Meenakshi temple is constructed according to the Shilpa Shastra, which is an ancient Indian building manual. The temple has 14 gopurams or gateway towers, 33,000 sculptures and two golden sculptured vimanas. The temple complex has many halls and one of the most prominent halls is the hall of thousand pillars or the Meenakshi Nayakkar Mandapam. The pillars are in two rows and 985 of them have intricate carvings of mythological creatures. The complex also includes a Golden Lotus tank, which is said to be auspicious. According to a legend, the pond was created by Shiva and is older than the temple itself. The temple has bright colors and Dravidian architectural style.
The central shrine of the temple has three enclosures around it and each enclosure has four small towers. The Sundareshwar shrine is located at the center of the complex. The image of Meenakshi inside the Meenakshi shrine is made of emerald-hued black stone. The vimanas of both Meenakshi and Sundareshwar shrine are gold plated. Outside of the Sundareshwar shrine, there is a huge sculpture of Ganesha called the Mukuruny Vinayakar. It is believed that idol was found during the excavation process to create the Mariamman temple lake. The main idol of Meenakshi is holding a parrot in her right hand. Another important feature of the temple is the huge sculpture of Nataraja, the dancing form of Shiva.
Legend: According to a legend, the temple was originally built by the survivors of Kumari Kandam, a mythical lost continent, in the 6th century. According to Hindu scriptures, god Indra built the temple to atone his sins.
History: In the 14th century, the temple was plundered by Mughal Muslim Commander Malik Kafur. Only the Meenakshi and Sundaresvara shrines remained intact after it was destroyed by the commander. The temple was rebuilt by Nayak ruler, Vishwanatha Nayakan, in the 16 th century.
The best time to visit the temple is during it annual festival, Meenakshi Thirukalayanam, which falls in the month of April. Millions of devotees from across the country visit this temple during the festival, which concludes with the celestial marriage of Meenakshi and Sundareshwar. Fridays are usually the busiest days in the temple.
Temple timings: All days of the week, 5 am to 12:30 pm and 4 pm to 10:00 pm.
Entry Fee: For Indian Rs 5, for foreigners Rs 55 and VIP ticket Rs.500 per person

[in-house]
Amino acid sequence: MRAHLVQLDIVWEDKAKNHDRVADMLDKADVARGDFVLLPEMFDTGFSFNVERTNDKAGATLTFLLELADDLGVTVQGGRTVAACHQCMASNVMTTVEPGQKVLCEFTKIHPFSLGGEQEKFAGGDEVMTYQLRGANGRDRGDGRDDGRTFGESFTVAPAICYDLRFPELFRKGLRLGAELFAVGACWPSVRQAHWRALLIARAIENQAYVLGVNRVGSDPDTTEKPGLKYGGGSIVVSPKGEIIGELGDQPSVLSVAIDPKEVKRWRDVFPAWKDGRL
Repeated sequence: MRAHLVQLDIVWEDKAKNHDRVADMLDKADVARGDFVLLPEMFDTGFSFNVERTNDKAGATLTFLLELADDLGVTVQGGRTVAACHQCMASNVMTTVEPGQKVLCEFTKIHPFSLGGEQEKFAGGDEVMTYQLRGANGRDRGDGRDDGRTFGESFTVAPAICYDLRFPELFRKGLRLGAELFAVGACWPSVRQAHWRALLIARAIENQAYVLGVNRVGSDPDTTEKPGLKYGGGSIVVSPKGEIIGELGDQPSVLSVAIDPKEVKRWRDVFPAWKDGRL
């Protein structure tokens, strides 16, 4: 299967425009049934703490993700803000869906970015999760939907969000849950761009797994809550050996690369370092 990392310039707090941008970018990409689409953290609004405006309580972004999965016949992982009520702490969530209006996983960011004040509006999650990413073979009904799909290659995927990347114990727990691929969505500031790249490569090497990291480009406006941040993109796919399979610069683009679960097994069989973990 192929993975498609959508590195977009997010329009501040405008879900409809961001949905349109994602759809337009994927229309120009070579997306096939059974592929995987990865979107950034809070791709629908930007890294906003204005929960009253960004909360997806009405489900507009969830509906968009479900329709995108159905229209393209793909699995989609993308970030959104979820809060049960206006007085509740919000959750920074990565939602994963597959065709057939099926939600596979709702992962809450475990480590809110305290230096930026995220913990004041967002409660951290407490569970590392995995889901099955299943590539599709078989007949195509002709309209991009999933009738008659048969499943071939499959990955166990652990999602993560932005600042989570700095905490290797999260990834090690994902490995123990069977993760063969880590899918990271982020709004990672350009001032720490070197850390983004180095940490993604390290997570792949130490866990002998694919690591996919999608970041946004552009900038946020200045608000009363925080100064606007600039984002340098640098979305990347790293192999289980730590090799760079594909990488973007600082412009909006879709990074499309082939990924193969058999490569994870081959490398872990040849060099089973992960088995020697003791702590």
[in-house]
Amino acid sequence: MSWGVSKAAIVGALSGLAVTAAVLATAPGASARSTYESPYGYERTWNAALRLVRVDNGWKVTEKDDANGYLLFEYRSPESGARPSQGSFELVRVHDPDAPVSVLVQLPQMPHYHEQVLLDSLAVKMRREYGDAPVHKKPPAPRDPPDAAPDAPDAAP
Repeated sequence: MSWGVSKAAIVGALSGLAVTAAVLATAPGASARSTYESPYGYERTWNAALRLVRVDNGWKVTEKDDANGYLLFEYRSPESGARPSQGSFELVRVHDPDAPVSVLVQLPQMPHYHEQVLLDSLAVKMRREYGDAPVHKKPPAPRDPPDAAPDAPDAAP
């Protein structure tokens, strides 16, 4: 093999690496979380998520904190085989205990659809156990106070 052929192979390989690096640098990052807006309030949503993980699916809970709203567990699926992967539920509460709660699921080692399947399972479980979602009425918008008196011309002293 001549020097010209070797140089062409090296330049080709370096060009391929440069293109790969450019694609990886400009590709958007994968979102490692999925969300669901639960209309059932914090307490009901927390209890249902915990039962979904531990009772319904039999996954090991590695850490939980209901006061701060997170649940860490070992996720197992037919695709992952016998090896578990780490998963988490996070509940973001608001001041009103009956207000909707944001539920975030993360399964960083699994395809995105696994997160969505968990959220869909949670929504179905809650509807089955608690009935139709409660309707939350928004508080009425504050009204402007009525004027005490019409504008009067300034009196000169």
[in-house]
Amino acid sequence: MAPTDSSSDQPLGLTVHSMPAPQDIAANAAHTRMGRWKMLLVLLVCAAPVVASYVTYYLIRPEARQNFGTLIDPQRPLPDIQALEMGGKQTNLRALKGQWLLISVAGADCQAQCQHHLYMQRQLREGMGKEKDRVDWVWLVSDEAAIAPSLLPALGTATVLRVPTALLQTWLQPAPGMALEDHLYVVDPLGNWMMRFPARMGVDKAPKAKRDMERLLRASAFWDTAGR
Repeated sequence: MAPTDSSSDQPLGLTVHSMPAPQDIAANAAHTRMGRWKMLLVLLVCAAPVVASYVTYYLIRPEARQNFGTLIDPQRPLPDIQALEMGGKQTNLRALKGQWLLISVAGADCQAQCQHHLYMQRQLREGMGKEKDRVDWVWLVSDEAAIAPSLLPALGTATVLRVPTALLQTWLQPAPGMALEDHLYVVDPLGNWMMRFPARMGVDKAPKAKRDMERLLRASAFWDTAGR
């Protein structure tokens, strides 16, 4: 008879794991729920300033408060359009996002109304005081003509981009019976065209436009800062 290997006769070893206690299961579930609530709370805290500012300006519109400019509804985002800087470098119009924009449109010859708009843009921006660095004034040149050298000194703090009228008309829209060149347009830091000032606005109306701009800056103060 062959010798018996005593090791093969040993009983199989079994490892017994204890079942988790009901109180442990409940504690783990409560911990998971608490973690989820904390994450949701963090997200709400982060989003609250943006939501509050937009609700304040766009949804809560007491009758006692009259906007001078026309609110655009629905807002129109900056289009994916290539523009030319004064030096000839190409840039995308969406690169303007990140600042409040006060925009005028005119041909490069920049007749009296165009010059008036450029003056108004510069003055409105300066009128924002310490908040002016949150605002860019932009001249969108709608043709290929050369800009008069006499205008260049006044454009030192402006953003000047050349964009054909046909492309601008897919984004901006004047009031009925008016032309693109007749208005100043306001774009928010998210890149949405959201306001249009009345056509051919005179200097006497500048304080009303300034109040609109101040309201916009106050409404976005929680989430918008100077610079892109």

Address:Madurai, Tamil Nadu
3. Brihadeeswarar temple
Located in Thanjavur, the religion and art capital of South India, Brihadeshwara Temple is another famous temple in South India. Brihadeshwara Temple, which is also known as RajaRajeswara Temple Rajarajeswaram and Brihadeshwara Temple, is dedicated to Shiva and is one of the biggest temples in the nation. This grand temple along with Gangaikonda Cholapuram and Airavatesvara temple is called the ‘Great Living Chola Temple’. Brihadeshwara Temple is also the one of the UNESCO World Heritage Site.
The temple was constructed by Raja Raja Chola I and is a perfect example of Dravidian architecture and the ideology of Chola Empire and Tamil civilization. The temple, which is over 1000 years old, is a proof of the power, artistic expertise and wealth of the Chola Empire. Fondly known as the ‘Big Temple’, Brihadeshwara temple is made using around 60,000 tones of granite. As per one of the inscriptions in the temple, the architect and engineer of this magnificent temple is Kunjara Mallan Raja Raja Perumthachan.
At 66 meters, the vimanam (temple tower) of this temple is the tallest in the world. The Kumbam (the structure on the top) is believed to be carved out of a single rock and weighs around 80 tonnes. The huge sculpture of the Nandi (sacred bull) at the entrance is again carved out of a single rock and its weight is about 20 tonnes. The height of the Lingam inside the temple is approximately 3.7 meters. One of the entrances has a five storied gopuram and the gopuram at the main entrance is 30 meters high. Brihadeeswarar temple is among the few temples in the country that has Ashta-dikpaalakas (Guardians of the directions) idols. Apart from the main deity, the temple has idols of Surya, Chandra and Dakshinamurthy. The walls of the temple are adorned with Frescos of Chola and it depicts Shiva in various actions. One of the striking features of these murals is that the Asura women are shown as beautiful ladies. Brihadeeswarar temple is the world’s first complete granite temple.
Temple timings: All days of the week from6am to 12 pm and 4pm to 9 pm.
Entry Fee: Nil
Address:Membalam Rd, Balaganapathy Nagar, Thanjavur, Tamil Nadu
4. Airavateswara temple